What is Visual Thinking? The ability of a person to recognize motion (the enemy) and the information deficits that cause it—and then to eliminate both through solutions that are visual. A main outcome of a visual conversion is the emergence of a new companywide competency: people who know how to think visually—Visual Thinkers. Such thinkers see workplace problems in a new way and solve them using a set of principles called The Building Blocks of Visual Thinking. Listen as host Gwendolyn Galsworth, visual system expert and award-winning author, introduces the first of these building blocks, sharing the two I-driven questions that power workplace visuality. I-driven is Galsworth’s way to involve all operational levels in creating an enterprise-wide visual language. From operator to CEO, manager to supervisor, engineering office to purchasing and marketing, this is the dynamic that makes visuality rich, robust, relevant, and sustainable—the key to an aligned and empowered work force.
Visual Thinkers Wanted (The 7 Remaining Building Blocks)
How do you become a visual thinker? How do learn to recognize motion (the enemy) and the information deficits that cause it; and then learn to eliminate both through solutions that are visual? The answer is the eight building blocks of visual thinking. In a previous show, your host, Gwendolyn Galsworth (visual system expert and award-winning author), introduced you to the first of these: I-driven. Now she presents the other seven: standards, six core questions, information deficits, motion, work, value field, and motion metrics. Listen as Dr. Galsworth walks you through this logic and shows you how to use it in your work and in your company to create a fully-functioning, sustainable visual work environment and a spirited and engaged workforce. Whether yours is a factory, bank, hospital, dry cleaners, engineering office or military depot, tune in and learn how to think visually and help others do the same!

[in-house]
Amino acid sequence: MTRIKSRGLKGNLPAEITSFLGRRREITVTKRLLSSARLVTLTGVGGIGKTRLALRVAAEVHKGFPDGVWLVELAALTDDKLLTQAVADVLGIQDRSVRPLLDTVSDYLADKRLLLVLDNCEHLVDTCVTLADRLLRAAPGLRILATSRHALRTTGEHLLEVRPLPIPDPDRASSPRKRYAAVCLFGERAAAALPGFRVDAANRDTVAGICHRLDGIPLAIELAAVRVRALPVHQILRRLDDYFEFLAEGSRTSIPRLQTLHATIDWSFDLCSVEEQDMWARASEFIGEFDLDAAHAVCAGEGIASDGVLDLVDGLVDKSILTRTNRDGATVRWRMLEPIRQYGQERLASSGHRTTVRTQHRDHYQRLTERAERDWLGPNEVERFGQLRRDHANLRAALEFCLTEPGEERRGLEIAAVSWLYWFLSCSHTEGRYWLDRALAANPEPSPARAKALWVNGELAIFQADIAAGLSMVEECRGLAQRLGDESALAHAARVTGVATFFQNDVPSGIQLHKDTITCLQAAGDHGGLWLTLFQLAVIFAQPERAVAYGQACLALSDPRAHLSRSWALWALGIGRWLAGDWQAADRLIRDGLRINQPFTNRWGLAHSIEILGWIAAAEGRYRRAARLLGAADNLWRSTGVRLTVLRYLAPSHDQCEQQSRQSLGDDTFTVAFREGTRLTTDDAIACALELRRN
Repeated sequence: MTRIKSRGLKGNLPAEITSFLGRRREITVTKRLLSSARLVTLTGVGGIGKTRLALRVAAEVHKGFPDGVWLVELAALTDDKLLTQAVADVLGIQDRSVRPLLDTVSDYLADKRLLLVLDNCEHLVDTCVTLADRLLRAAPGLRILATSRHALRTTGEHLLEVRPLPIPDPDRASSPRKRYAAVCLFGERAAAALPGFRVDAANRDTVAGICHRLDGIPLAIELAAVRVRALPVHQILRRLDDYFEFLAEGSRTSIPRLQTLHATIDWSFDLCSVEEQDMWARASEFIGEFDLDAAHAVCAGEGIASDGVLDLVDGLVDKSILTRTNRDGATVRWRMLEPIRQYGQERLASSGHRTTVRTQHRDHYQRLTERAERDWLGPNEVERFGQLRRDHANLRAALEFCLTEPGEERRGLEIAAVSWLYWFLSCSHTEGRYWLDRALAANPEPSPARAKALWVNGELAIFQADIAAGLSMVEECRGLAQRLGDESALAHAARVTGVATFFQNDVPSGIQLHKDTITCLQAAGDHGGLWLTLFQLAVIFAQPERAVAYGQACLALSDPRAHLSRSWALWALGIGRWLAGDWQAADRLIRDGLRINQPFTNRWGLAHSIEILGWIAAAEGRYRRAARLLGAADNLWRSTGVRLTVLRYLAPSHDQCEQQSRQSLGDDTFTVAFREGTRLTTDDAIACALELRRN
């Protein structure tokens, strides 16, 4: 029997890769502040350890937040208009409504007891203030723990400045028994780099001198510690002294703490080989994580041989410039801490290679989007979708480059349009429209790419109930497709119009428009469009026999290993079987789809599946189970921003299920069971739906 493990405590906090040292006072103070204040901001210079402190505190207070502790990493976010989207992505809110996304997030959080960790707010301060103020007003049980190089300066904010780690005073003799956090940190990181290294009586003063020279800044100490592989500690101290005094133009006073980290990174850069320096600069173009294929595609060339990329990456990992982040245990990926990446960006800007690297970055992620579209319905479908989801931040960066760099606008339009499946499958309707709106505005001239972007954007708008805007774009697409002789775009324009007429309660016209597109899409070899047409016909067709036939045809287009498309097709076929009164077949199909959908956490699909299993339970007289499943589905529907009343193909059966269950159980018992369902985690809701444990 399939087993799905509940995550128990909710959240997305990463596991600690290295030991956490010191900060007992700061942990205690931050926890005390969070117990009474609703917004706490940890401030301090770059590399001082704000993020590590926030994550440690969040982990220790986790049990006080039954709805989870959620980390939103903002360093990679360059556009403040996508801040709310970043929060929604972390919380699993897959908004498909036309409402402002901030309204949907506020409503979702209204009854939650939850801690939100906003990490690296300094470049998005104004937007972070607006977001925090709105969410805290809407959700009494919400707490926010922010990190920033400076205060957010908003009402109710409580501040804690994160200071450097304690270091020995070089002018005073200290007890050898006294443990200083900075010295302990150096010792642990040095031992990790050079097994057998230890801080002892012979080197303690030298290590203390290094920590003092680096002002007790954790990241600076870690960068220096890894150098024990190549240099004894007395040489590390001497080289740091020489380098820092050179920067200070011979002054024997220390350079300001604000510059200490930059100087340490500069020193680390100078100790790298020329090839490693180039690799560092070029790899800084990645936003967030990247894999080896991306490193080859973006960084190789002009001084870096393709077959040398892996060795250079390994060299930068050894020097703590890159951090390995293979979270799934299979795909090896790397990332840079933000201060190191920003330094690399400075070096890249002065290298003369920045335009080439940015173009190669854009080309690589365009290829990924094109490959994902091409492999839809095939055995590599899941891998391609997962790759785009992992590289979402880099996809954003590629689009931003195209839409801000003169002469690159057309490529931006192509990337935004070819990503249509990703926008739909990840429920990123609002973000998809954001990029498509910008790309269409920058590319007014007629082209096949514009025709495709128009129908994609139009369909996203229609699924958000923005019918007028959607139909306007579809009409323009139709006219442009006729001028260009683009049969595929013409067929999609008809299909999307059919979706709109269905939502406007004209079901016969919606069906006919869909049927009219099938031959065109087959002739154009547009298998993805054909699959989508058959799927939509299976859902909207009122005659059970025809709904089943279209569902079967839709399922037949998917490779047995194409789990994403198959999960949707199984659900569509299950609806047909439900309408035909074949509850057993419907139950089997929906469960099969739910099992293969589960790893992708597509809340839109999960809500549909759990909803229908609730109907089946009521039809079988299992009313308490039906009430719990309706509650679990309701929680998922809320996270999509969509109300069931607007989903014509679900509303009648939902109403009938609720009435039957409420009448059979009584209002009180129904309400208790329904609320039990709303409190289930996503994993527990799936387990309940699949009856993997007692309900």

Take the Muzzle Off: Let the Workplace Speak
What happens when the workplace speaks? What happens when formerly voiceless work stations, equipment, tools, machines, and material communicate freely and precisely with us? What happens when we know vital information—the details of work—at a glance, without speaking a word, without asking (or answering) a single question? What happens when we take the muzzle off? Join us this week at The Visual Workplace where your host and visual expert, Gwendolyn Galsworth, shares how. Learn how to imbed operational intelligence into the landscape of work—intelligence you can see, intelligence that functions. Workplace visuality is rooted in a set of powerful principles that, when systematically applied, create a reliable and highly effective operational environment you can bank on and build on. Tune in and learn why your work environment can speak only if you give it a voice. And you can only find that voice if you can “see” what is there—and more importantly what is not.
Motion Sickness and its Cure